Kincora: Court decision on abuse 'right, but wrong victims being made to fight at every stage'
Amnesty International has welcomed a decision in Belfast's High Court today to allow a victim of child abuse at Kincora Boys' Home to judicially review the UK Government’s decision to exclude the home from the Westminster child abuse inquiry.
The judicial review will take place over three days from Monday 1 June.
Gary Hoy, who was abused by two of the men who were subsequently convicted, is taking legal action to force a full independent inquiry with the power to compel witnesses and the security services to hand over documents. The government has so far refused calls for the paedophile abuse scandal at the Belfast home to be included within the scope of the Westminster inquiry established by Home Secretary Theresa May and headed by New Zealand judge Lowell Goddard.
Today’s case heard allegations that MI5 was involved in covering up the sexual abuse of children in order to protect an intelligence-gathering operation it ran in the 1970s.
Last week the Commons Home Affairs Committee also recommended that Kincora be included within the scope of the Westminster inquiry. The government is yet to respond.
Amnesty International’s Northern Ireland Programme Director Patrick Corrigan, who attended today’s Court hearing, said:
“It’s the right decision, but it’s wrong that the victims are being made to fight at every stage, just to get their case into the inquiry.
“The victims were failed and abandoned in the seventies; they should not be left out again now.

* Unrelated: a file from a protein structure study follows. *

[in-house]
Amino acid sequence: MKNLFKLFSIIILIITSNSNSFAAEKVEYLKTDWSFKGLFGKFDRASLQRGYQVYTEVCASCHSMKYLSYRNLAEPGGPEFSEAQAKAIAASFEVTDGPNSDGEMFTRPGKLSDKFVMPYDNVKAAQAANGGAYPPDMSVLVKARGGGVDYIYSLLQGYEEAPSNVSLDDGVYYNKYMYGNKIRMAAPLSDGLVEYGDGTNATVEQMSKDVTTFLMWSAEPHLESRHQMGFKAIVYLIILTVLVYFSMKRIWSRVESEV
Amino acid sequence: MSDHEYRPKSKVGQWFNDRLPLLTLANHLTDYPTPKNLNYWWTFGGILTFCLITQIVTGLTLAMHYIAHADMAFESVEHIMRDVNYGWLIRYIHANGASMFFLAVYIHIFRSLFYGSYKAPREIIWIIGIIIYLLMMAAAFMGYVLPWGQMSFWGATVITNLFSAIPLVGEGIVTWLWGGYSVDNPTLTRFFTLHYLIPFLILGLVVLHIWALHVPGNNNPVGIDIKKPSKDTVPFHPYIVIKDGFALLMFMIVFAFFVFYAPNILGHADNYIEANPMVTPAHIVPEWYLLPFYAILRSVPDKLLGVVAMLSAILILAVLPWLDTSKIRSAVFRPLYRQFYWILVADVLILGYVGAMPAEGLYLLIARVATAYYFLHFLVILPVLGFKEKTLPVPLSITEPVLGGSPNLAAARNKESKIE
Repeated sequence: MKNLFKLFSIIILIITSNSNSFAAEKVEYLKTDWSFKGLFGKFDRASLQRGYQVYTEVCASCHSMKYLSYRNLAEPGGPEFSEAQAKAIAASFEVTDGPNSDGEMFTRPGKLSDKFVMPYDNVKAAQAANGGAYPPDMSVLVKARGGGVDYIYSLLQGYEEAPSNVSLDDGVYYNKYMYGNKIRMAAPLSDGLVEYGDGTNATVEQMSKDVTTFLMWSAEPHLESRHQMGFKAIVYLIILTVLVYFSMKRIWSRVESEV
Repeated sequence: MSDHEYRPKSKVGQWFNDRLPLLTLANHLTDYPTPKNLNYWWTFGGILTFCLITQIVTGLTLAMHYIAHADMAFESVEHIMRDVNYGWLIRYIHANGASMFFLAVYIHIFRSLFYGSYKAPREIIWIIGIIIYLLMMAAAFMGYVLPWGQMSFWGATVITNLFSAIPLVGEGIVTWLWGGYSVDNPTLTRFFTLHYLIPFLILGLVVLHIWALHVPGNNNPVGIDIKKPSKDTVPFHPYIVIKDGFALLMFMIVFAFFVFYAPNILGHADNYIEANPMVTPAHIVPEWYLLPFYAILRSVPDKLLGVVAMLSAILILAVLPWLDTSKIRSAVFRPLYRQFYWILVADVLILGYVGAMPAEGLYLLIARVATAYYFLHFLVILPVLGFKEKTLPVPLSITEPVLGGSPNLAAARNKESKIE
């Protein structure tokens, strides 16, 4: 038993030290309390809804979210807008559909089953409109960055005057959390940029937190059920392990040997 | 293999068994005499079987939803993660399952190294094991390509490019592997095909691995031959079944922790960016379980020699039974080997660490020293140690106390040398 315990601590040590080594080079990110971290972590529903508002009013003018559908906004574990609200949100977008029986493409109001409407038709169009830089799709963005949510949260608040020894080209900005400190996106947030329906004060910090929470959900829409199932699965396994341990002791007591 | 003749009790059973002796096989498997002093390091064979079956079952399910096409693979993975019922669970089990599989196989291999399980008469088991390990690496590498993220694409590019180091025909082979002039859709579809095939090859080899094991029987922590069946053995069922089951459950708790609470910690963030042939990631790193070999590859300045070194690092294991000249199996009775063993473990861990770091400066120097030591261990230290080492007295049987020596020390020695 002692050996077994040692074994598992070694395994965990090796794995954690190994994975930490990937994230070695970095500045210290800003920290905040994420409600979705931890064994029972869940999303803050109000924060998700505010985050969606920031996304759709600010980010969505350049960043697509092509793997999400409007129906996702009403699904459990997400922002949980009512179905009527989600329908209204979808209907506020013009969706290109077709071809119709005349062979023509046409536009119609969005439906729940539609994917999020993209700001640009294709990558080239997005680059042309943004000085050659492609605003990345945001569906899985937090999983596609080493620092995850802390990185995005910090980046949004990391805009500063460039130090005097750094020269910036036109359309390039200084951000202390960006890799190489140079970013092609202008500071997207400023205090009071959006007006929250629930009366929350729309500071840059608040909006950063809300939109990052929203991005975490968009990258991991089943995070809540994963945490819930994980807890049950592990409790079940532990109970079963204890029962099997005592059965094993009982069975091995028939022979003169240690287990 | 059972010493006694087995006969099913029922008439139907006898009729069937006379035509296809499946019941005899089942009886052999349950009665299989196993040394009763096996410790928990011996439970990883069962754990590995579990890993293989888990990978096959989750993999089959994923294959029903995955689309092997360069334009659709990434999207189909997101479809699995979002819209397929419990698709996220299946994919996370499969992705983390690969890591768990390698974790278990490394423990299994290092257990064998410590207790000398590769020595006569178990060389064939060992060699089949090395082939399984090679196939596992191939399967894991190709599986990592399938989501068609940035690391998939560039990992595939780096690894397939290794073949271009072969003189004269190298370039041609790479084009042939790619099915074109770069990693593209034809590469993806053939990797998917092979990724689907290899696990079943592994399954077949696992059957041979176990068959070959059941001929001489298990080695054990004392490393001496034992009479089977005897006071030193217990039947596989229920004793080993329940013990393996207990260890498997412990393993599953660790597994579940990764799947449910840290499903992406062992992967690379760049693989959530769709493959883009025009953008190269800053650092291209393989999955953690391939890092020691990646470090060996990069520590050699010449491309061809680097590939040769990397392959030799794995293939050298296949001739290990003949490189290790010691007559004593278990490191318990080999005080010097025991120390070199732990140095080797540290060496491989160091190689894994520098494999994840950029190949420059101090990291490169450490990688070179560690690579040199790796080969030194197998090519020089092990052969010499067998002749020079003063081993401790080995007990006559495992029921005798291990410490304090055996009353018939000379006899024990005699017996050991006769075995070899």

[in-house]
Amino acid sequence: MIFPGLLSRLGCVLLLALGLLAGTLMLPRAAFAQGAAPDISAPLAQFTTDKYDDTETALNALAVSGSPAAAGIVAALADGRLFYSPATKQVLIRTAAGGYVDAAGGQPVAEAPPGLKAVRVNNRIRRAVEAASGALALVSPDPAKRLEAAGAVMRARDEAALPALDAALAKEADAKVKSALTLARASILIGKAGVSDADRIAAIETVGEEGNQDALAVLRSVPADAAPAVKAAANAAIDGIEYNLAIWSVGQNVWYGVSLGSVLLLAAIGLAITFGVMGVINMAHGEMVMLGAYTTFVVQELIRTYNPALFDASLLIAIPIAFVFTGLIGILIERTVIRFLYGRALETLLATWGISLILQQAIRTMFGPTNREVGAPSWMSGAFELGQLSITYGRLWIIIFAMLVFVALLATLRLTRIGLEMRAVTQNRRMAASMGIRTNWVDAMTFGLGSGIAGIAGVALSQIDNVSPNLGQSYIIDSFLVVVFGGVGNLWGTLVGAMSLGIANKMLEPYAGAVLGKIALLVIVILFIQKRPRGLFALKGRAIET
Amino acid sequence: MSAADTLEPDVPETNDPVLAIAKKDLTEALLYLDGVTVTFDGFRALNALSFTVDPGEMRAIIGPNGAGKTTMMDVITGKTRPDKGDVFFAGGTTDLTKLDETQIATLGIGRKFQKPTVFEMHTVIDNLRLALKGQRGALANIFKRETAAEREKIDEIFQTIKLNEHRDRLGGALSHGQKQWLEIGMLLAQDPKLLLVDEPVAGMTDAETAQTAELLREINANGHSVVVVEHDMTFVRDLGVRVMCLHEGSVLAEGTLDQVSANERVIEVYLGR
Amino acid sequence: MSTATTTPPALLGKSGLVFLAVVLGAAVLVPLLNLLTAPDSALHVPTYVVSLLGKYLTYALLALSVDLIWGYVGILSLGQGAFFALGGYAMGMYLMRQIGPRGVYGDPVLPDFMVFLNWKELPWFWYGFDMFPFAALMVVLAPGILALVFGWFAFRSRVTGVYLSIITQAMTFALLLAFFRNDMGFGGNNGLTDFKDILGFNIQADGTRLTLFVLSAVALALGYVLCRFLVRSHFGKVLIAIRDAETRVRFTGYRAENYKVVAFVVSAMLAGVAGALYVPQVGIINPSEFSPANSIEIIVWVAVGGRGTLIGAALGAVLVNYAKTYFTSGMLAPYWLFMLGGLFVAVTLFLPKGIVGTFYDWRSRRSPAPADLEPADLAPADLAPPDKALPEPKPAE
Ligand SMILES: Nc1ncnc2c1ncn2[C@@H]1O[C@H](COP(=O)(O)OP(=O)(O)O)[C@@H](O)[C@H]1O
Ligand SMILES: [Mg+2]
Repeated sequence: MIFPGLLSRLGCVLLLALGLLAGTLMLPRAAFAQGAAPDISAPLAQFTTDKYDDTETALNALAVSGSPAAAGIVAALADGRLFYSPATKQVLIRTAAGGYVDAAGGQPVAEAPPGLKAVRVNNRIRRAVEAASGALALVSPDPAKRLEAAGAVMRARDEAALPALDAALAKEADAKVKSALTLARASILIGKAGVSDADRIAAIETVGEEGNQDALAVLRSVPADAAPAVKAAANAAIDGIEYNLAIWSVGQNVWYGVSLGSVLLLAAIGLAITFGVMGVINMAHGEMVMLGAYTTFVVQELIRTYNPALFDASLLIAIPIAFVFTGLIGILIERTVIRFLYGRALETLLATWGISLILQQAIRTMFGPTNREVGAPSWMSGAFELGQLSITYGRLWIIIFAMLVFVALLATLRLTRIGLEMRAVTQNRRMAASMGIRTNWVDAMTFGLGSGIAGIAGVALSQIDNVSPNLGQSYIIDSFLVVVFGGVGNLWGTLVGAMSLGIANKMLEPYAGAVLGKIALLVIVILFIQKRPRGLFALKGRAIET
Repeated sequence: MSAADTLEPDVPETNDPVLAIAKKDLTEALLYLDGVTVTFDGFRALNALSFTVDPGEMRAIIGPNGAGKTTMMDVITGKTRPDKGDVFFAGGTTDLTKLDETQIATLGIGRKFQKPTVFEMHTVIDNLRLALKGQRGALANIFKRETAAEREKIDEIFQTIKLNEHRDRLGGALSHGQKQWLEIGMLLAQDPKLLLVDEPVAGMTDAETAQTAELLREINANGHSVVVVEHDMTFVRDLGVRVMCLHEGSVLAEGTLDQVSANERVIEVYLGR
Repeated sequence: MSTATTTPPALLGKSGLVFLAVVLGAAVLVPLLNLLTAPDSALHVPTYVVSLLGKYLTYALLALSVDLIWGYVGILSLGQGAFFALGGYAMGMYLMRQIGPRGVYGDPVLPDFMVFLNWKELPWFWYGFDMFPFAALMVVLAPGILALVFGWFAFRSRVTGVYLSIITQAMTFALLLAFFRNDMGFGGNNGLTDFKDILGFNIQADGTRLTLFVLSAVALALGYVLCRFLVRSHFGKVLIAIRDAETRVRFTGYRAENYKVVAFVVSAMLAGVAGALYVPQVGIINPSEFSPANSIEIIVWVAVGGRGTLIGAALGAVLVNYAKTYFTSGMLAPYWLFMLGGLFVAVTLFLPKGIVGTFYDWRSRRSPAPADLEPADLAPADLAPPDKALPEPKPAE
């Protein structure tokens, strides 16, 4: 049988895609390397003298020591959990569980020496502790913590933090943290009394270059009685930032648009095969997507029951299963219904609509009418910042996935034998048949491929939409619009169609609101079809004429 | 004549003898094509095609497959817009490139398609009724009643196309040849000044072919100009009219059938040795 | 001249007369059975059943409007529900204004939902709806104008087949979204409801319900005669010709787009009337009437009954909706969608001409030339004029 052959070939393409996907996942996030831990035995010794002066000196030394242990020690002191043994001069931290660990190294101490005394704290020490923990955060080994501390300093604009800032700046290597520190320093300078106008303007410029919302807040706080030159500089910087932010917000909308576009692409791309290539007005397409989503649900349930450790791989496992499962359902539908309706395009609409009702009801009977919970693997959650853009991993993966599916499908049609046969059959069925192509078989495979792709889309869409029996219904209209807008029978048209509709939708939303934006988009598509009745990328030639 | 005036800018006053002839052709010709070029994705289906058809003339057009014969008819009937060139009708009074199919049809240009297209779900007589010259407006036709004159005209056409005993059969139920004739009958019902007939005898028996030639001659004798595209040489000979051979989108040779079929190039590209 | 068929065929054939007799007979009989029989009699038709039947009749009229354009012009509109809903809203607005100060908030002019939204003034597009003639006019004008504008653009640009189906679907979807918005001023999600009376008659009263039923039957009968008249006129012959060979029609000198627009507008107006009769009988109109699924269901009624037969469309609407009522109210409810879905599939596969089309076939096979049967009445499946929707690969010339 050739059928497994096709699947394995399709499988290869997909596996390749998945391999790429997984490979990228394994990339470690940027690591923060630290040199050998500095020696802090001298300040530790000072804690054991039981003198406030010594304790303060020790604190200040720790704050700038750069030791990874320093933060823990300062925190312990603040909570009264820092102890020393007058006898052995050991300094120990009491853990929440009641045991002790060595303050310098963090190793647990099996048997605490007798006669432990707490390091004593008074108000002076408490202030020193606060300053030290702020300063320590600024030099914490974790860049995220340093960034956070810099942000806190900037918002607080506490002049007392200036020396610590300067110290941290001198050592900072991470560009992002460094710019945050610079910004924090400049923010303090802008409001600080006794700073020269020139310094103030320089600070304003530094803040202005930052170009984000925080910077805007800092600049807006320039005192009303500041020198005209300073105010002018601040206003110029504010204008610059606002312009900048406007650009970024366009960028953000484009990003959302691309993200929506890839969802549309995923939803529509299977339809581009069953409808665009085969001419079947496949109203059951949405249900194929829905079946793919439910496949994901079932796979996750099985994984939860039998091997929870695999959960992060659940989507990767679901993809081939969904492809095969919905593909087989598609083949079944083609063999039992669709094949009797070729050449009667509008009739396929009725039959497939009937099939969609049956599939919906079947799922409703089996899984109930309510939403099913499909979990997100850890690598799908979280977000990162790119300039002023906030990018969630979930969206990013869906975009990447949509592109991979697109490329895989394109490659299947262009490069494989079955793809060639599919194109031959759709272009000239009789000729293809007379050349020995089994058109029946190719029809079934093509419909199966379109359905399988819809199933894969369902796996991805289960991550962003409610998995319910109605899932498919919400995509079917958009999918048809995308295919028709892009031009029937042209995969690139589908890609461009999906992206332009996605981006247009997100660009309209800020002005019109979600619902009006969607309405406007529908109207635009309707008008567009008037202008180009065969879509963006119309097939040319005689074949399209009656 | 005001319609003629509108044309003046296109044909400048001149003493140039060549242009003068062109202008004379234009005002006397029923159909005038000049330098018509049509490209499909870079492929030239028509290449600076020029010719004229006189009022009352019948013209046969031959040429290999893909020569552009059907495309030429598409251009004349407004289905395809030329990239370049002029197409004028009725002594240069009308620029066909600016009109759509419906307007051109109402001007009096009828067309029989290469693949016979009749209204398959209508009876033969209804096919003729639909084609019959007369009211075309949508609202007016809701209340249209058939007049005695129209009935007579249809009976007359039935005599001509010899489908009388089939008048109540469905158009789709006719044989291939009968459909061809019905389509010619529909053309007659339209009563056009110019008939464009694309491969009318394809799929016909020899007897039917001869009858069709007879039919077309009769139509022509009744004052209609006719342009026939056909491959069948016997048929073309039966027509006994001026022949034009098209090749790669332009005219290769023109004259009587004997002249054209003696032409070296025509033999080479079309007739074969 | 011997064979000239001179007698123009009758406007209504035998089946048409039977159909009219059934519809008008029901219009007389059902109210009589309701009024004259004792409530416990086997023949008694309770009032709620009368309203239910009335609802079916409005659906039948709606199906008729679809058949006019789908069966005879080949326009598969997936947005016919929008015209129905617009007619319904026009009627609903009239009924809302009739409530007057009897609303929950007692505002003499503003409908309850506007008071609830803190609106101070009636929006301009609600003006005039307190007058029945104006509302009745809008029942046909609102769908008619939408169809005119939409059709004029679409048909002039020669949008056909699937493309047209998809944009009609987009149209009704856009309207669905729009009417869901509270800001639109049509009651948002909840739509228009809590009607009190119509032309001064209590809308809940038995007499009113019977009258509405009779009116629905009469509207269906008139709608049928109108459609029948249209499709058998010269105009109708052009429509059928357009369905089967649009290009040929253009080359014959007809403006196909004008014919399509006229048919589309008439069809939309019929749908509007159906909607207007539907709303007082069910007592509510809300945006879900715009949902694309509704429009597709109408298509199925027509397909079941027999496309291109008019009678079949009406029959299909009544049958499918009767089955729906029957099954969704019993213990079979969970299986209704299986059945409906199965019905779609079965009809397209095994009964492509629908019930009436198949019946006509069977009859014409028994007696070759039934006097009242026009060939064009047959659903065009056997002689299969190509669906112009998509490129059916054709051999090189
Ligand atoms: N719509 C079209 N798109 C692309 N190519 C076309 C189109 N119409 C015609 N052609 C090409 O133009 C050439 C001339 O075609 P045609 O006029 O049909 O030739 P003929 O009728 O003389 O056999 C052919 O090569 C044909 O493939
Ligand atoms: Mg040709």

“The claims that MI5 turned a blind eye to child abuse and actively blocked a police investigation while using the paedophile ring for its own intelligence-gathering purposes so obviously need to be part of the wider inquiry.
“Nothing less than a full public inquiry - with all the powers of compulsion which that brings - can finally reveal what happened at Kincora and the role the security services may have played in the abuse of these vulnerable boys.
“The government should move swiftly to bring the Kincora investigation within the scope of Justice Goddard’s inquiry.”
Three senior care staff at the east Belfast children’s home were jailed in 1981 for abusing 11 boys, but it is feared that there were many more victims and abusers during the period 1960 to 1980. Allegations have persisted that a paedophile ring at Kincora was linked to the British intelligence services. Two former military intelligence officers have alleged that the security services blocked police investigation into the child abuse in the 1970s.